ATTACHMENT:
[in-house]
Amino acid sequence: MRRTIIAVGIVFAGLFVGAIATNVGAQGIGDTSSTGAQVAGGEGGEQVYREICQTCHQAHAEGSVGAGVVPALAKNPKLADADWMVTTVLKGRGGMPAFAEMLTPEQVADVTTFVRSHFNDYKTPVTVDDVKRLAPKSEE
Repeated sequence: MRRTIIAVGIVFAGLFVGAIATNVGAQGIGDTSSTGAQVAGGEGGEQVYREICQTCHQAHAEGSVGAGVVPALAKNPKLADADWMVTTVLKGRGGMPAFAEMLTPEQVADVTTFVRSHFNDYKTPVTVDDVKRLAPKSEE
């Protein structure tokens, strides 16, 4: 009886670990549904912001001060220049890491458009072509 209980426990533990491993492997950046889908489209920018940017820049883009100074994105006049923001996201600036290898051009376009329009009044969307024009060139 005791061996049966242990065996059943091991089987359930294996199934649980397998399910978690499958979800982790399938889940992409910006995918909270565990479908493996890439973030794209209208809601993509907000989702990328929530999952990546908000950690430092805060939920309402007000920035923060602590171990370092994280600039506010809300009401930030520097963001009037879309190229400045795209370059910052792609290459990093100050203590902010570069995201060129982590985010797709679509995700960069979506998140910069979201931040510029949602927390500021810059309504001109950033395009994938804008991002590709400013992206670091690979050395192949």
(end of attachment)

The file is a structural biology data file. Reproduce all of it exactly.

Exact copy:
[in-house]
Amino acid sequence: MRRTIIAVGIVFAGLFVGAIATNVGAQGIGDTSSTGAQVAGGEGGEQVYREICQTCHQAHAEGSVGAGVVPALAKNPKLADADWMVTTVLKGRGGMPAFAEMLTPEQVADVTTFVRSHFNDYKTPVTVDDVKRLAPKSEE
Repeated sequence: MRRTIIAVGIVFAGLFVGAIATNVGAQGIGDTSSTGAQVAGGEGGEQVYREICQTCHQAHAEGSVGAGVVPALAKNPKLADADWMVTTVLKGRGGMPAFAEMLTPEQVADVTTFVRSHFNDYKTPVTVDDVKRLAPKSEE
């Protein structure tokens, strides 16, 4: 009886670990549904912001001060220049890491458009072509 209980426990533990491993492997950046889908489209920018940017820049883009100074994105006049923001996201600036290898051009376009329009009044969307024009060139 005791061996049966242990065996059943091991089987359930294996199934649980397998399910978690499958979800982790399938889940992409910006995918909270565990479908493996890439973030794209209208809601993509907000989702990328929530999952990546908000950690430092805060939920309402007000920035923060602590171990370092994280600039506010809300009401930030520097963001009037879309190229400045795209370059910052792609290459990093100050203590902010570069995201060129982590985010797709679509995700960069979506998140910069979201931040510029949602927390500021810059309504001109950033395009994938804008991002590709400013992206670091690979050395192949």